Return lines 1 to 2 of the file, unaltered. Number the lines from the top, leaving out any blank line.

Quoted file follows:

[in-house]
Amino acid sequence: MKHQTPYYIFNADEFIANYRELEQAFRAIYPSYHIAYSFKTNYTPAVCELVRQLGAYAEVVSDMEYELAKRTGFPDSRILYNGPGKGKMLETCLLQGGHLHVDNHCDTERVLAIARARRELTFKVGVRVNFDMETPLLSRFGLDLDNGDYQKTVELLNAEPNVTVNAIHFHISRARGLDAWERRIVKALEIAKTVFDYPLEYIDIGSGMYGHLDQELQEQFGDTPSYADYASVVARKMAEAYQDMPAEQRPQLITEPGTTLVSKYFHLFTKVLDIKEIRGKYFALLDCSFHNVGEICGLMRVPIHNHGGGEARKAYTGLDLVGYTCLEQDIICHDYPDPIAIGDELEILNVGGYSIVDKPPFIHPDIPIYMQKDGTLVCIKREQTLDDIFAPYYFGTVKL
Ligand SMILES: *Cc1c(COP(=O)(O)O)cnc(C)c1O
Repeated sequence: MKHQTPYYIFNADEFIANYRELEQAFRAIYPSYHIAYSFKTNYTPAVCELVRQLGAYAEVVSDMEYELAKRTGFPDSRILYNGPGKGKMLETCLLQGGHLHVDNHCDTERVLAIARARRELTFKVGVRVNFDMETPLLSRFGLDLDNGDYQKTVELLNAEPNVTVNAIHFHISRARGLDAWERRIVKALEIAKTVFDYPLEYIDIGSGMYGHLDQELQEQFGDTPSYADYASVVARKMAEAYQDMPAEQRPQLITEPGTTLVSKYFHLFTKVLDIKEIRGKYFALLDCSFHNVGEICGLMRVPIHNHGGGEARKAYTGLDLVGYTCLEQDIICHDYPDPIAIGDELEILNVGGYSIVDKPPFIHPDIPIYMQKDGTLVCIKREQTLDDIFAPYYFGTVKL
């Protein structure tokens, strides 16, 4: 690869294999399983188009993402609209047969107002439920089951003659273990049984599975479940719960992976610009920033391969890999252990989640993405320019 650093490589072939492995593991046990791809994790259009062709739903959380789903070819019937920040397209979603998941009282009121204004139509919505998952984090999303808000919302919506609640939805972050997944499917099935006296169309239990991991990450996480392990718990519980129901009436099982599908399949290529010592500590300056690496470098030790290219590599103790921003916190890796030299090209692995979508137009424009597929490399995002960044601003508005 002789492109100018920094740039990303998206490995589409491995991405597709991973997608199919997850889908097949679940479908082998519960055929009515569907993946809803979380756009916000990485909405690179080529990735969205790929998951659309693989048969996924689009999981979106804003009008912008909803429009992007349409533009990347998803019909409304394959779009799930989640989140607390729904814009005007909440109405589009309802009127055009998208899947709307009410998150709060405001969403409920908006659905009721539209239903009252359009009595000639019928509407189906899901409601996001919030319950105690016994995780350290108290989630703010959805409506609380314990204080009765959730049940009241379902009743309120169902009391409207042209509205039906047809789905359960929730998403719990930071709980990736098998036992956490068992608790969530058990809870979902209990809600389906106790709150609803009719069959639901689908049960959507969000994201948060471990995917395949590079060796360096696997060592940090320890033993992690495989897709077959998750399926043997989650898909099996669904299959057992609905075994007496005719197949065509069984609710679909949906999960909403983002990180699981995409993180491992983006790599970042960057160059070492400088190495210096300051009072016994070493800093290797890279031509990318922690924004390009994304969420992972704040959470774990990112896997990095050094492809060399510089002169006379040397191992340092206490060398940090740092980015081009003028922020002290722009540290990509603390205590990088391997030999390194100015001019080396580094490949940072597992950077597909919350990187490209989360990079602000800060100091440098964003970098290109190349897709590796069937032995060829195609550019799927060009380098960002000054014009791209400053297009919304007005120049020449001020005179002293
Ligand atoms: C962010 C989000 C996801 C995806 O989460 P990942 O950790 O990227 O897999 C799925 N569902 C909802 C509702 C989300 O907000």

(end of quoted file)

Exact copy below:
[in-house]
Amino acid sequence: MKHQTPYYIFNADEFIANYRELEQAFRAIYPSYHIAYSFKTNYTPAVCELVRQLGAYAEVVSDMEYELAKRTGFPDSRILYNGPGKGKMLETCLLQGGHLHVDNHCDTERVLAIARARRELTFKVGVRVNFDMETPLLSRFGLDLDNGDYQKTVELLNAEPNVTVNAIHFHISRARGLDAWERRIVKALEIAKTVFDYPLEYIDIGSGMYGHLDQELQEQFGDTPSYADYASVVARKMAEAYQDMPAEQRPQLITEPGTTLVSKYFHLFTKVLDIKEIRGKYFALLDCSFHNVGEICGLMRVPIHNHGGGEARKAYTGLDLVGYTCLEQDIICHDYPDPIAIGDELEILNVGGYSIVDKPPFIHPDIPIYMQKDGTLVCIKREQTLDDIFAPYYFGTVKL